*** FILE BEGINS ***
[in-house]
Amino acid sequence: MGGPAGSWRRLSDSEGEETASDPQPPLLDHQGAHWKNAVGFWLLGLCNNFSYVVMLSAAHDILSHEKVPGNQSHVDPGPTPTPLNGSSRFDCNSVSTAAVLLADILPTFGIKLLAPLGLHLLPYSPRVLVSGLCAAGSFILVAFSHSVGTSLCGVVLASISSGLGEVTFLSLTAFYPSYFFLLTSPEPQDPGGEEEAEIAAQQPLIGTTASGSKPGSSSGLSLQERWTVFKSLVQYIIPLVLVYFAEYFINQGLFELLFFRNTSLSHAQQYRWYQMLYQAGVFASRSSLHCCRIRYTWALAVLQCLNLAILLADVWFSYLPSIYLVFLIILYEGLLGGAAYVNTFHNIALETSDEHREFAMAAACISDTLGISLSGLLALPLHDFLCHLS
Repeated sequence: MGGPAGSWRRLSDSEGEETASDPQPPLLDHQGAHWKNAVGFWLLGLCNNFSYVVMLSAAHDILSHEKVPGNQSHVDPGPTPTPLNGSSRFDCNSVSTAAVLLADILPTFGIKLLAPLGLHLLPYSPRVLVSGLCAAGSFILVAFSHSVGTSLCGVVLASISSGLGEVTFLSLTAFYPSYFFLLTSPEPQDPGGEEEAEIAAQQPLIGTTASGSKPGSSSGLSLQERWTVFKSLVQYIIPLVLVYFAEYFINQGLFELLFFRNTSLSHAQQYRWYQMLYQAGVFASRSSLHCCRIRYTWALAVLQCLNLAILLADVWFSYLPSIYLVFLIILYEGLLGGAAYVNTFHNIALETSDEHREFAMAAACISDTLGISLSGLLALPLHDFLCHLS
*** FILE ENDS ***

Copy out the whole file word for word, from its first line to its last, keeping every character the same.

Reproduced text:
[in-house]
Amino acid sequence: MGGPAGSWRRLSDSEGEETASDPQPPLLDHQGAHWKNAVGFWLLGLCNNFSYVVMLSAAHDILSHEKVPGNQSHVDPGPTPTPLNGSSRFDCNSVSTAAVLLADILPTFGIKLLAPLGLHLLPYSPRVLVSGLCAAGSFILVAFSHSVGTSLCGVVLASISSGLGEVTFLSLTAFYPSYFFLLTSPEPQDPGGEEEAEIAAQQPLIGTTASGSKPGSSSGLSLQERWTVFKSLVQYIIPLVLVYFAEYFINQGLFELLFFRNTSLSHAQQYRWYQMLYQAGVFASRSSLHCCRIRYTWALAVLQCLNLAILLADVWFSYLPSIYLVFLIILYEGLLGGAAYVNTFHNIALETSDEHREFAMAAACISDTLGISLSGLLALPLHDFLCHLS
Repeated sequence: MGGPAGSWRRLSDSEGEETASDPQPPLLDHQGAHWKNAVGFWLLGLCNNFSYVVMLSAAHDILSHEKVPGNQSHVDPGPTPTPLNGSSRFDCNSVSTAAVLLADILPTFGIKLLAPLGLHLLPYSPRVLVSGLCAAGSFILVAFSHSVGTSLCGVVLASISSGLGEVTFLSLTAFYPSYFFLLTSPEPQDPGGEEEAEIAAQQPLIGTTASGSKPGSSSGLSLQERWTVFKSLVQYIIPLVLVYFAEYFINQGLFELLFFRNTSLSHAQQYRWYQMLYQAGVFASRSSLHCCRIRYTWALAVLQCLNLAILLADVWFSYLPSIYLVFLIILYEGLLGGAAYVNTFHNIALETSDEHREFAMAAACISDTLGISLSGLLALPLHDFLCHLS